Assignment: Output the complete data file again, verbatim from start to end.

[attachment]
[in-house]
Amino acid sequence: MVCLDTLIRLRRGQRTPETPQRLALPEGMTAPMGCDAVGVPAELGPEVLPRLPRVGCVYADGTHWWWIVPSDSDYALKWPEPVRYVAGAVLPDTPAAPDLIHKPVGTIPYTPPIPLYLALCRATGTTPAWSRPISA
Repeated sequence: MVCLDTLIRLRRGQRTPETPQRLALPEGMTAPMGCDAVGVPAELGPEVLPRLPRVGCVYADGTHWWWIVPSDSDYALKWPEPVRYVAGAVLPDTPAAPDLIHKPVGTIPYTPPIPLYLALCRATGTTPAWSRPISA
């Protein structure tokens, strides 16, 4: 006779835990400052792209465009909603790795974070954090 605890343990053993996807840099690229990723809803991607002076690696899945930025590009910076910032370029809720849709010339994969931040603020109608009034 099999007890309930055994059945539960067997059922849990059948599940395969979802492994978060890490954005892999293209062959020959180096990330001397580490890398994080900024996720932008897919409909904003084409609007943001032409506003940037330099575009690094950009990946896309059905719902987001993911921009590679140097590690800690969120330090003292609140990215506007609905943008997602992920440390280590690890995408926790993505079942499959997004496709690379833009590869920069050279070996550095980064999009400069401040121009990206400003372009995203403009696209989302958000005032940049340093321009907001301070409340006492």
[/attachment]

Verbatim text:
[in-house]
Amino acid sequence: MVCLDTLIRLRRGQRTPETPQRLALPEGMTAPMGCDAVGVPAELGPEVLPRLPRVGCVYADGTHWWWIVPSDSDYALKWPEPVRYVAGAVLPDTPAAPDLIHKPVGTIPYTPPIPLYLALCRATGTTPAWSRPISA
Repeated sequence: MVCLDTLIRLRRGQRTPETPQRLALPEGMTAPMGCDAVGVPAELGPEVLPRLPRVGCVYADGTHWWWIVPSDSDYALKWPEPVRYVAGAVLPDTPAAPDLIHKPVGTIPYTPPIPLYLALCRATGTTPAWSRPISA
């Protein structure tokens, strides 16, 4: 006779835990400052792209465009909603790795974070954090 605890343990053993996807840099690229990723809803991607002076690696899945930025590009910076910032370029809720849709010339994969931040603020109608009034 099999007890309930055994059945539960067997059922849990059948599940395969979802492994978060890490954005892999293209062959020959180096990330001397580490890398994080900024996720932008897919409909904003084409609007943001032409506003940037330099575009690094950009990946896309059905719902987001993911921009590679140097590690800690969120330090003292609140990215506007609905943008997602992920440390280590690890995408926790993505079942499959997004496709690379833009590869920069050279070996550095980064999009400069401040121009990206400003372009995203403009696209989302958000005032940049340093321009907001301070409340006492």